Financial Status of Critical Access Hospitals In Kentucky

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Financial Status of Critical Access Hospitals In Kentucky

  1. 1. Has Critical Access Certification Financially Stabilized Rural Kentucky Hospitals? Kentucky Rural Hospital Flexibility Program Evaluation FY 06 - 07 Bethany F. Adams, MHA, CHE Eric A. Scorsone, Ph.D. December 2006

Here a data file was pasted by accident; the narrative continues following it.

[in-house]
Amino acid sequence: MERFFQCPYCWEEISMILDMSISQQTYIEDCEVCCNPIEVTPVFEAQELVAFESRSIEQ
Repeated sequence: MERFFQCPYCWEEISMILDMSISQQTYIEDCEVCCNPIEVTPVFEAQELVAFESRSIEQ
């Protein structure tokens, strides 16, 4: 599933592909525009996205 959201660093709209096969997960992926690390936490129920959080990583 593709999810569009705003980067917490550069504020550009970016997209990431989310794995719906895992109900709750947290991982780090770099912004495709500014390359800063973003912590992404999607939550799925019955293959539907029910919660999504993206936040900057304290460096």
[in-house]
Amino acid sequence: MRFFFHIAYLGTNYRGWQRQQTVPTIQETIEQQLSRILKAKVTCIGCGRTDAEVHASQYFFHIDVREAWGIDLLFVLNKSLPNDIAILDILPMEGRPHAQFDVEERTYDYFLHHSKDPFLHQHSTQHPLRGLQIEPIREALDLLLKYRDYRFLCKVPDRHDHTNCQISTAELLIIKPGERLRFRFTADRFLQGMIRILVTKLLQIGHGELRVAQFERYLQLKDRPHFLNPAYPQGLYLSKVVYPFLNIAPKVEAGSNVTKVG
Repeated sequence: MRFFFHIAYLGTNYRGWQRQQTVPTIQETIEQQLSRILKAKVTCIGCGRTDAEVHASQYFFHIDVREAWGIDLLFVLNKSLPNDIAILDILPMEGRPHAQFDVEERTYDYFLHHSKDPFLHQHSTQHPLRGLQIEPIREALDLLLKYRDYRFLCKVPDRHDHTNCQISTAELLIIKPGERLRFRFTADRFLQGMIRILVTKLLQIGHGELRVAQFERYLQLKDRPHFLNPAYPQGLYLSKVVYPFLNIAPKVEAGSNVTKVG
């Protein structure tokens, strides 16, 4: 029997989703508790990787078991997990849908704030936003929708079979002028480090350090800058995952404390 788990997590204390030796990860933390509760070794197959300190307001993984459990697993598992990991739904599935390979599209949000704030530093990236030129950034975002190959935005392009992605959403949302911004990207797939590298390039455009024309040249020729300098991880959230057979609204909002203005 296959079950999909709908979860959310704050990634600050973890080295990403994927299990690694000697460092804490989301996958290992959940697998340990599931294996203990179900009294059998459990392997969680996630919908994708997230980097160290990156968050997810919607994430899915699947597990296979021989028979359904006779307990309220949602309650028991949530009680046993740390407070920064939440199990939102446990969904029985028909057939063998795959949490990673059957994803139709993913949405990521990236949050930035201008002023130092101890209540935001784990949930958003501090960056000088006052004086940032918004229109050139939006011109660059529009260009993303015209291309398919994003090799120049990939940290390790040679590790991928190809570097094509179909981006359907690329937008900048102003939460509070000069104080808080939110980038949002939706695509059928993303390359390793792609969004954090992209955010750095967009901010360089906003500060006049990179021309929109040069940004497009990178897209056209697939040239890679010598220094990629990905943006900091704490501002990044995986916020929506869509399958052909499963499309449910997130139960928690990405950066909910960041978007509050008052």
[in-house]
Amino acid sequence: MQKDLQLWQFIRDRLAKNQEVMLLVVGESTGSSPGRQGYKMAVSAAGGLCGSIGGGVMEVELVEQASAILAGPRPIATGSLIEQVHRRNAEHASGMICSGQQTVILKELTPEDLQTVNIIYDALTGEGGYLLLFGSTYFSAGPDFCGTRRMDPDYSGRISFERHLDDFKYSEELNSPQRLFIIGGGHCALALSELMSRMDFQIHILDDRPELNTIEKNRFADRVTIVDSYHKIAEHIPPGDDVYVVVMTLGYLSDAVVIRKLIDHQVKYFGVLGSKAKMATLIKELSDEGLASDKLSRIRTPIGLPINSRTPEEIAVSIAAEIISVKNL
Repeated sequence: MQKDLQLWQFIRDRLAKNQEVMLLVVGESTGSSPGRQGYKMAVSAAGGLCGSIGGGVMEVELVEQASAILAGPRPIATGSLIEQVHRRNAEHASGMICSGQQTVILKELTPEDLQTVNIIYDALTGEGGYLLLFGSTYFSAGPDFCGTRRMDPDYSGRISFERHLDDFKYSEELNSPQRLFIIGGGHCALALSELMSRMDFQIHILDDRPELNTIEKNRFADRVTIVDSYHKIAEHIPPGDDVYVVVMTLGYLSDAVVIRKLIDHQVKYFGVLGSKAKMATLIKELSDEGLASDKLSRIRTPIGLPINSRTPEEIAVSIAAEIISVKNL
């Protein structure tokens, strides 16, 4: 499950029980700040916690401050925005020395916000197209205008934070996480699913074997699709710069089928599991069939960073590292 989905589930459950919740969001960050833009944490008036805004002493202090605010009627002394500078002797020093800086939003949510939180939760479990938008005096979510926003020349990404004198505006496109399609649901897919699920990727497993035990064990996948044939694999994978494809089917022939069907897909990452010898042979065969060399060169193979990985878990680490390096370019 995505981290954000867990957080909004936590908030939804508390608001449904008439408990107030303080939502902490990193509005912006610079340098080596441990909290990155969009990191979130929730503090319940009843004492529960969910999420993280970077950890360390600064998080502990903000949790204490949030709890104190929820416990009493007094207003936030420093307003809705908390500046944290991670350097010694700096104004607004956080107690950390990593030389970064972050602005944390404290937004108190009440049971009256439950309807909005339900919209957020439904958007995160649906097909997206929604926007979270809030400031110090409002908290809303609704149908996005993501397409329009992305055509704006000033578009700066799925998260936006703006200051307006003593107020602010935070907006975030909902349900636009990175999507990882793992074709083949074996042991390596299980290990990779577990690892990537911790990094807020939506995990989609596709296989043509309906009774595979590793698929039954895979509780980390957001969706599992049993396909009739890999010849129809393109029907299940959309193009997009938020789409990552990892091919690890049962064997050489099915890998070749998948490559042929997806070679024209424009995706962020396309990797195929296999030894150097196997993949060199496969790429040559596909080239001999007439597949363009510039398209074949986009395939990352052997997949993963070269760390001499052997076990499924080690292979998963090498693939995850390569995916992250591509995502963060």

2. 2. Table of Contents Executive Summary 3 Preface 7 Introduction 8 Literature Review 9 The Need for Financially Stable Rural Hospitals 9 Rural Hospital Flexibility Program Authorization 10 Ratio Analysis 11 Financial Condition of Rural Hospitals 13 Methodology 16 Results 21 Liquidity Ratios 21 Capital Structure Ratios 23 Profitability Ratios 24 Asset Efficiency Ratios 25 Discussion 27 Conclusions 34 Appendix 37 Table 5: Liquidity Ratios 38 Table 6: Capital Structure Ratios 39 Table 7: Profitability Ratios 39 Table 8: Asset Efficiency Ratios 40 Table 9: Ratios and Definitions 41 Graph 1: Current Ratios for Groups 1 and 2 42 Graph 2: Current Ratio for Early and Late Converting CAHs 42 Graph 3: Days in Patient Accounts Receivable for Groups 1 and 2 43 Graph 4: Days Cash On Hand for Groups 1 and 2 43 Graph 5: Days Cash On Hand for Early and Late Converting CAHs 44 Graph 6: Long - Term Debt to Capitalization for Groups 1 and 2 44 Graph 7: Long - Term Debt to Capitalization for Early and Late Converting CAHs 45 Graph 8: Total Margin for Groups 1 and 2 45 Graph 9: Total Margin for Early and Late Converting CAHs 46 Graph 10: Return on Equity for Groups 1 and 2 46 Graph 11: Return on Equity for Early and Late Converters 47 Graph 12: Total Asset Turnover for Groups 1 and 2 47 Graph 13: Total Asset Turnover for Early and Late Converters 48 Graph 14: Fixed Asset Turnover for Groups 1 and 2 48 Graph 15: Fixed Asset Turnover for Early and Late Converters 49 References 50 2